That said, it’s also worth noting that I consider pain to be a separate entity, wholly apart from me, almost like another personality. I believe Pain is all in the mind anyway, where our personalities reside, so to me, it’s an accurate analogy. Even so, my own unique mind-body connection being what it is, I sometimes feel it’d be nice to be able to jump outside of myself and into another body. It wouldn’t even have to be another healthy body really – a body with different pain in different places will do fine if it means I’ll get a respite from the constant pain I’m used to having now. But, of course, just because I wish this could happen doesn’t make it so. If this were the case, I would’ve won the Tour de France several times over, and I’d be a millionaire several times over, too, from having winning lottery tickets. But, alas, that isn’t the case.

So, my survival mechanism for this has been to view pain as something with which I have a special relationship. In a sense, it is a significant other in that it plays a very powerful role in my life; it influences much of what I do, what I think, and how I do things. Pain is something that can’t be reasoned with, though I try to anyway, if for no other reason than I wouldn’t be human if I didn’t. But don’t get me wrong-I have been in much more pain than I am now, and it’s that thought that keeps me going when I might otherwise feel incapacitated from it. Even so, I sometimes still pull away from the world around me because, when I’m hurting, it seems as if everything stinks, nothing is fun at all, and I just want to curl up in a corner somewhere, hope to fall asleep and then, when I wake up, I’ll find it was all just a bad dream that is over now.

Wishful thinking, yes, but at least it keeps my brain active. I recently read somewhere-on a refrigerator magnet, I think-“the voices in my head may not be real, but they come up with some pretty good ideas.” In a very real sense, that’s me; the brain works in very mysterious ways, and those who purport to know how it works-brain surgeons, for example-are full of Bolshevik when they try to convince me, or anyone, that they know what they’re talking about. The brain is, I believe, as much a black art as a science-if not more so-and that anybody who messes with the brain and gets a person to continue working even semi-properly afterwards just got lucky, that’s all. But that’s a subject for another time, and I’ve plenty to talk about when it comes to Western medicine and it’s arrogant belief that it and only it holds the key to everyone’s health…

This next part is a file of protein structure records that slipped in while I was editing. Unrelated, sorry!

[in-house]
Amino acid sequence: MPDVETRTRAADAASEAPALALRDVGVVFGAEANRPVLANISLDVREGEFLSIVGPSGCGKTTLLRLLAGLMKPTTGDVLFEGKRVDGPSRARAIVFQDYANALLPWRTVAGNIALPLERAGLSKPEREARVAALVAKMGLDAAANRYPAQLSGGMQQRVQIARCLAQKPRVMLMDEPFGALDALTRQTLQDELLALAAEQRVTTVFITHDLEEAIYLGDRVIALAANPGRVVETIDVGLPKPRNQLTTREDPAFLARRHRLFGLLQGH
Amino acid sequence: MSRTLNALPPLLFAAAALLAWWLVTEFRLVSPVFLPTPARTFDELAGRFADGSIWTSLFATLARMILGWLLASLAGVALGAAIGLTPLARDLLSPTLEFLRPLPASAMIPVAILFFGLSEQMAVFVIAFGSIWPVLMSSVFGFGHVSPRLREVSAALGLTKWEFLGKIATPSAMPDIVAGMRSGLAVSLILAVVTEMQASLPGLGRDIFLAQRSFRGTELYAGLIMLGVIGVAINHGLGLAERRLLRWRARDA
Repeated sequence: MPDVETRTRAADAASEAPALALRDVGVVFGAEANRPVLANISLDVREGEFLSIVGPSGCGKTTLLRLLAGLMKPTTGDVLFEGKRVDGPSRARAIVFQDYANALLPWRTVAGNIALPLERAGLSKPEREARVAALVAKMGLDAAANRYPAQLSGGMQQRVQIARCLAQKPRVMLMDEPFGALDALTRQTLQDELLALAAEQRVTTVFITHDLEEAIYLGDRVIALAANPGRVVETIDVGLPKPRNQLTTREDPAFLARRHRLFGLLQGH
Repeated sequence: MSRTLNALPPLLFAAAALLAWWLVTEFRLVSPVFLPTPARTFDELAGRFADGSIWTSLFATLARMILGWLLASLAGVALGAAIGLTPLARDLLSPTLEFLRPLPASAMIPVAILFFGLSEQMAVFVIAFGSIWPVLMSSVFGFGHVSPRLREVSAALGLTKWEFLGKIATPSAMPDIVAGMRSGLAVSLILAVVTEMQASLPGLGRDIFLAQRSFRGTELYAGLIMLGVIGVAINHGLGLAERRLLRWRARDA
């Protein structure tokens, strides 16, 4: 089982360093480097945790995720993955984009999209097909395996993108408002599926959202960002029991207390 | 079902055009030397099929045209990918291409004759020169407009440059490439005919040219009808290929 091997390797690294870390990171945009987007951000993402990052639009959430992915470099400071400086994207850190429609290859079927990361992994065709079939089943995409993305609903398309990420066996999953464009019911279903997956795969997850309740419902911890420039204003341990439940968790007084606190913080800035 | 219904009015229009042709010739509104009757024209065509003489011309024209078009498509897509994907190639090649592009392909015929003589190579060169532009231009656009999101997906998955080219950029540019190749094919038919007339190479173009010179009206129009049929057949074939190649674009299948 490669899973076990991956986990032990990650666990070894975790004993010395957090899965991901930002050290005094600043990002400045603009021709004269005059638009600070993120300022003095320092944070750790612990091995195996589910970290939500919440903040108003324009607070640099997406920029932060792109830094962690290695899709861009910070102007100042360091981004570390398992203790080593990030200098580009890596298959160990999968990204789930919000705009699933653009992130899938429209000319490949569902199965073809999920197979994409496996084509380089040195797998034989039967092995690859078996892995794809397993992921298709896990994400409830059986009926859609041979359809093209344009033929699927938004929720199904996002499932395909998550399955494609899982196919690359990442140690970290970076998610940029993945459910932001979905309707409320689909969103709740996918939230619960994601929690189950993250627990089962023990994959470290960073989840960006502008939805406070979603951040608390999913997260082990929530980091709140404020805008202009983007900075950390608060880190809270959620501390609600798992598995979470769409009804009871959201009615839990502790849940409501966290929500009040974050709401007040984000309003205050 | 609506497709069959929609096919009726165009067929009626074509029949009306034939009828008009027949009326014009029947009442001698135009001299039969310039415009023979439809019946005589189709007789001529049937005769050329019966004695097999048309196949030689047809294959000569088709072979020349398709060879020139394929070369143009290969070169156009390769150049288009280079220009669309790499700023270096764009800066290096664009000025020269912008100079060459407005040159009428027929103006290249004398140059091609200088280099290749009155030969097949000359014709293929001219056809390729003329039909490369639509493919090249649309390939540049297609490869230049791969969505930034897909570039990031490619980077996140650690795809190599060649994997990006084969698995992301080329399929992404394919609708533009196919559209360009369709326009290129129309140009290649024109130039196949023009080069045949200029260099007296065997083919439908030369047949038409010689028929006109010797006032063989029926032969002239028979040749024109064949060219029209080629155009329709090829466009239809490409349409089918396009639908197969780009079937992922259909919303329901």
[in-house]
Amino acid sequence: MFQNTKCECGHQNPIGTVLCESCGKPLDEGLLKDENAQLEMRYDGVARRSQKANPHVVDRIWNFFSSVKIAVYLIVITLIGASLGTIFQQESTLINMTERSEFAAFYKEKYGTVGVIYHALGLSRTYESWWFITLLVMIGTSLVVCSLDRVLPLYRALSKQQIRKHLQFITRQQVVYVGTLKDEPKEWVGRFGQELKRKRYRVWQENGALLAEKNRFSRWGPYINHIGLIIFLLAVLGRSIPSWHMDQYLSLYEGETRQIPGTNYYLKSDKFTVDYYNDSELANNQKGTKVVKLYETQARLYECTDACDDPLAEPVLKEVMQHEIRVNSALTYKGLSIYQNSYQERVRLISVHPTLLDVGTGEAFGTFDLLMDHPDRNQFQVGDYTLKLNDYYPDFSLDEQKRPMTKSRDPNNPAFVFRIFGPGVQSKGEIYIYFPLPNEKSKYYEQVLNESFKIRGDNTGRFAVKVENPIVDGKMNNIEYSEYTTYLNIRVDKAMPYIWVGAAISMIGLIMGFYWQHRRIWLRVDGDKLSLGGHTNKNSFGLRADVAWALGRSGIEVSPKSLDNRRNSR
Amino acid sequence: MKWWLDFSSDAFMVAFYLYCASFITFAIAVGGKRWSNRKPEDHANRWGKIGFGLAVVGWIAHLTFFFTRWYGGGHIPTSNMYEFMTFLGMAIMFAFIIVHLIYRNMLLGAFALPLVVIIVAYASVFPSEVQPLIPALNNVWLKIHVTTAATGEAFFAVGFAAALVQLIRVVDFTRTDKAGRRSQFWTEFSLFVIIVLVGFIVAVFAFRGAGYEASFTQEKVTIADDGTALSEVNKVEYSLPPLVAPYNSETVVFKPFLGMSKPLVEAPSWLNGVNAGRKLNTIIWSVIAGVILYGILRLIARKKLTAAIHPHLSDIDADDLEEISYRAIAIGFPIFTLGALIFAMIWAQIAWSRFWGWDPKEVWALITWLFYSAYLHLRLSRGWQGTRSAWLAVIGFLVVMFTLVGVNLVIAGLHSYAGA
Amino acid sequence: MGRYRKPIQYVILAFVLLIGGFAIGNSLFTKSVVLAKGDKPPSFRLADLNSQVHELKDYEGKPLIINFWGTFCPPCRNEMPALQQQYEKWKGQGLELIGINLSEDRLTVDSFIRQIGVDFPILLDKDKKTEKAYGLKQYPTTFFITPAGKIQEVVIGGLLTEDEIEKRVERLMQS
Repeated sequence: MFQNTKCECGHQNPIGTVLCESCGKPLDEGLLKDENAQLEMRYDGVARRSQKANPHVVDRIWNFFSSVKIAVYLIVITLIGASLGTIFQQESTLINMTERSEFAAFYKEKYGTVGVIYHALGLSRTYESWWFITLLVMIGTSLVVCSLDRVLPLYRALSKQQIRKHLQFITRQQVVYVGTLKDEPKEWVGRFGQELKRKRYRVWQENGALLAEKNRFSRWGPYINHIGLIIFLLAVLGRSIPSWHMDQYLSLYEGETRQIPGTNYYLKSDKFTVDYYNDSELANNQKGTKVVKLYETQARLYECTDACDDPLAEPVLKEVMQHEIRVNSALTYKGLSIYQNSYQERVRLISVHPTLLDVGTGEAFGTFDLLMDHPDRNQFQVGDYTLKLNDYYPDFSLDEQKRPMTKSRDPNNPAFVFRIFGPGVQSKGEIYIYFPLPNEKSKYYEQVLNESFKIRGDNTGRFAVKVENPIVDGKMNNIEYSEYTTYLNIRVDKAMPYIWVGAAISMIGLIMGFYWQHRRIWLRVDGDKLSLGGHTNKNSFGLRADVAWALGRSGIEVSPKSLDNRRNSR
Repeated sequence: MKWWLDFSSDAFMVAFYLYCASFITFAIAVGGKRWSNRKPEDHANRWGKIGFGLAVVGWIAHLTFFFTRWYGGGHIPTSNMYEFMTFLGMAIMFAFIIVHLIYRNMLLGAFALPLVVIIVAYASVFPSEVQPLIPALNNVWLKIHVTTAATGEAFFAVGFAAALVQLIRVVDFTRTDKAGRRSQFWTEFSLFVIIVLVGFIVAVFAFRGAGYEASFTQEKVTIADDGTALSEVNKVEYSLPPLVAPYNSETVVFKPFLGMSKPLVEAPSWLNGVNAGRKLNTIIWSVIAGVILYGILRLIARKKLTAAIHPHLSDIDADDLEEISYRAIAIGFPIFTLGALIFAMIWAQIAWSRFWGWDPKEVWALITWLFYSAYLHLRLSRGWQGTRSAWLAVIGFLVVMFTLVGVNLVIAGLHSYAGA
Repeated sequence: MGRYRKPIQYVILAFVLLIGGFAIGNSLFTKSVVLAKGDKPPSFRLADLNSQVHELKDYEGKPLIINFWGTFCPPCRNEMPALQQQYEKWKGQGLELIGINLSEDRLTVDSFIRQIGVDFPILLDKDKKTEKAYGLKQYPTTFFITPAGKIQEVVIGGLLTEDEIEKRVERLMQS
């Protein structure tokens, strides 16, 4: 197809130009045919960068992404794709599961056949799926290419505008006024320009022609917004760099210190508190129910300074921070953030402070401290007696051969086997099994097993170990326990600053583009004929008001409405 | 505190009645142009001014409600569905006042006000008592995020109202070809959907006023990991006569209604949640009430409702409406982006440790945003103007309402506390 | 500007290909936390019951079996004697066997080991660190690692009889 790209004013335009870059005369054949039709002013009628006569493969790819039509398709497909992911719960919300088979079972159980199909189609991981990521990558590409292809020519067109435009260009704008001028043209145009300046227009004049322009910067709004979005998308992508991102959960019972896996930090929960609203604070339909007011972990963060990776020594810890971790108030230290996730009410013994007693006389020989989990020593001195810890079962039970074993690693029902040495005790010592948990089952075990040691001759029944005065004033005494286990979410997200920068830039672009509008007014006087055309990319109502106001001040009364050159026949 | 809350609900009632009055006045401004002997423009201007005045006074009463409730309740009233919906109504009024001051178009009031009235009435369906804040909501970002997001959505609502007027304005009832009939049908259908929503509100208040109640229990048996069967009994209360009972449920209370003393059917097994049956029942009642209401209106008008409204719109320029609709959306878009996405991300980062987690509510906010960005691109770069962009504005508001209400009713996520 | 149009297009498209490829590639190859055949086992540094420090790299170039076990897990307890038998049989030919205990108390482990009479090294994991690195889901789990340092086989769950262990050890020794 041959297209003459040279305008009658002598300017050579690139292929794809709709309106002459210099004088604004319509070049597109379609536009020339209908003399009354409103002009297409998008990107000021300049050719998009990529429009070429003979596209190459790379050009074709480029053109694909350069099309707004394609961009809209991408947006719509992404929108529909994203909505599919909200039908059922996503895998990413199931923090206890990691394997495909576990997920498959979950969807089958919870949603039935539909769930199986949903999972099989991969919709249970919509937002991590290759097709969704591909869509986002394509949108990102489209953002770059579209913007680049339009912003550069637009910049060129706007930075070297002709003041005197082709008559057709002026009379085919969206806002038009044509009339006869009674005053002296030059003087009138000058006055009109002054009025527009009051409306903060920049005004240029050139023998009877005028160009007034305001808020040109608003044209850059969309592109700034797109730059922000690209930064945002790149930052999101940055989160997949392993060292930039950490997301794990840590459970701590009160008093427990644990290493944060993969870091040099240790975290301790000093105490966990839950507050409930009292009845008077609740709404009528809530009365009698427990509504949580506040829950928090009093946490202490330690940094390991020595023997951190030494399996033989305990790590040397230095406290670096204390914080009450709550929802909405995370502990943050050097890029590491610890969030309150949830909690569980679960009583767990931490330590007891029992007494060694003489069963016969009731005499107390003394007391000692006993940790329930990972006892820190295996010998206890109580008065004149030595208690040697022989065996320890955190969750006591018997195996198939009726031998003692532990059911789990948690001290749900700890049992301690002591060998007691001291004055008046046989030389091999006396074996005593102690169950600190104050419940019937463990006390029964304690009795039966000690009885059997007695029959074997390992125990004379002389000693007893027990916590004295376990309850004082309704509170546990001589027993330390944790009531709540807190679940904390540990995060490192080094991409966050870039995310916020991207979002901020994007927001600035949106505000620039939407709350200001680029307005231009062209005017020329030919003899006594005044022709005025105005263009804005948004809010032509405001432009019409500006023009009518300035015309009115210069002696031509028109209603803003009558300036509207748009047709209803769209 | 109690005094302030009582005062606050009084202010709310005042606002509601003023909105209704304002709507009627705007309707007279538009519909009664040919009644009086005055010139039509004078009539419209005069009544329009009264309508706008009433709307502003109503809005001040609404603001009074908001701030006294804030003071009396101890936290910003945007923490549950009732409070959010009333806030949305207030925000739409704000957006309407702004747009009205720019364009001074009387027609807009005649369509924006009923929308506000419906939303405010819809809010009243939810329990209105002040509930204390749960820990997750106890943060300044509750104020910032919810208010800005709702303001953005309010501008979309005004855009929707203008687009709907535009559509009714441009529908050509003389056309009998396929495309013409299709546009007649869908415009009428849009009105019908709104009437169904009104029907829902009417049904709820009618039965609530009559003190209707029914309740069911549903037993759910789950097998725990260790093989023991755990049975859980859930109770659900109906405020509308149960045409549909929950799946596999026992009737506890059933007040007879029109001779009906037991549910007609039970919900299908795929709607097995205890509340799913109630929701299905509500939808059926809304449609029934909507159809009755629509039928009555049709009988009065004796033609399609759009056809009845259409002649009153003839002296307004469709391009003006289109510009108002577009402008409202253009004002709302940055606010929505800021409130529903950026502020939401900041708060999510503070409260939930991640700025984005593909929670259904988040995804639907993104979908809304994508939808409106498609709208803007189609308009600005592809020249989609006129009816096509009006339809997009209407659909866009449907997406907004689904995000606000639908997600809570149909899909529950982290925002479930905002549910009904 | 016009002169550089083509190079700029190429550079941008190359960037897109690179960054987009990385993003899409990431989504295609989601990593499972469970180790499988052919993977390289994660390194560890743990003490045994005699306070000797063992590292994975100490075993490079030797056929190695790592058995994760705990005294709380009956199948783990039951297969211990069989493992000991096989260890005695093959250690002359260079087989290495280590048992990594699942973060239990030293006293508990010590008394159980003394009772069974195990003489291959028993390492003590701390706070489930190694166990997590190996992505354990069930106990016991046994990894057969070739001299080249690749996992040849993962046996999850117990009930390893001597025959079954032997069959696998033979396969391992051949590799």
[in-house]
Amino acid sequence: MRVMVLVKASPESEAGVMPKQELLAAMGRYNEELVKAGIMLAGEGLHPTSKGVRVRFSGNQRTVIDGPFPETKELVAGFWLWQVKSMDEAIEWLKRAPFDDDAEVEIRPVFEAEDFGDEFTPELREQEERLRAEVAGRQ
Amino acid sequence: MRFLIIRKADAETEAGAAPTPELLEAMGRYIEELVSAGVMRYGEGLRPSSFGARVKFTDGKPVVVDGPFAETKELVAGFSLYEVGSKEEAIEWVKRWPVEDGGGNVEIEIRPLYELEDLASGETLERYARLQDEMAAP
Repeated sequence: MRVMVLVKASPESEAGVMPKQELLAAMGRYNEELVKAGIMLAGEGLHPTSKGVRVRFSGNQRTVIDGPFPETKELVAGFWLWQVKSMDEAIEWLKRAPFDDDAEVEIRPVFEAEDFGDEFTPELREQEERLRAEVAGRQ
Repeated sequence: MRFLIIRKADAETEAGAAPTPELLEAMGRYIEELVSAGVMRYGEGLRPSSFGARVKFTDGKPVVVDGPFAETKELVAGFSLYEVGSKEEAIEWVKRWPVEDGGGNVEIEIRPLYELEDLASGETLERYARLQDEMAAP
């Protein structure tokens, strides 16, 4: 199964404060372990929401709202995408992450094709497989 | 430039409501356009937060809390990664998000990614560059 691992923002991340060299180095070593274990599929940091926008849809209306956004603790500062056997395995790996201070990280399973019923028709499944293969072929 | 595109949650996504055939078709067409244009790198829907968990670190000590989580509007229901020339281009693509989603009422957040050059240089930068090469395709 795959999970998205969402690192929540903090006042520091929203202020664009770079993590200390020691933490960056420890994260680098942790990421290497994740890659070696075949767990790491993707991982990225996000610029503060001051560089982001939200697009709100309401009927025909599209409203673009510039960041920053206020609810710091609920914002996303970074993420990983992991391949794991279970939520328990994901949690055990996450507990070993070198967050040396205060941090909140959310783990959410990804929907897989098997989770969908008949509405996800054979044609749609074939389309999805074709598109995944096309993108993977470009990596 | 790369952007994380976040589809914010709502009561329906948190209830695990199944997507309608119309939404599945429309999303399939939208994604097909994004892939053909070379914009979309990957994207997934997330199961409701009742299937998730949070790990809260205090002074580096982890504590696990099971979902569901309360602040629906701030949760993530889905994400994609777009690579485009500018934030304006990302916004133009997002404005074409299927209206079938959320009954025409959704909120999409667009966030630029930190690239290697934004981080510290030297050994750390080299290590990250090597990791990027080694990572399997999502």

So, as promised, here is an excellent idea that is directly related to the purpose of this blog, namely, living with one hand in a two-handed world. When it comes to managing pain, distractions play a major role in my strategy. Listening to music, watching movies, watching my diet, reflecting on past successes and transgressions, and looking forward to creating new ones. All of these things and many, many more constitute my daily brain activity. One distraction in particular has been Lumosity, the brain training and development “game” which, if I’m not mistaken, refers to itself as part of a scientific study that calls itself “the human genome project.”

Who knows what that vacuous name could mean, though in my experience such vague descriptions often hide a multitude of sins. I know, because I personally have been responsible for covering up for a wide multitude of sins myself, and I have a very easy to understand first, middle, and last name.

Lumosity is a terrific example of an activity that requires two hands in order to participate. Before my accident, I truly enjoyed the benefits of Lumosity, even though it did take place under the ever-watchful eye of the “human genome project.” Since the mid-1990s, I’ve had a couple of mild, closed-head traumatic brain injuries, a.k.a. TBI’s, and the Lumosity exercises helped create a pleasantly distracting, and sometimes even enjoyable way in which I could quantify the progress of my own brain’s improvement.

The aforementioned brain surgeons might describe a person’s ongoing progress in Lumosity’s “brain games” as akin to “increasing neuronal activity in atrophied areas of the cerebral cortex” or some other similar, lofty-sounding terms. Howeve, it is enough for me to simply say that parts of my brain were simply rusty from lack of use, and once I started using them again, some of that rust rubbed off, and Voila! My brain began working better again.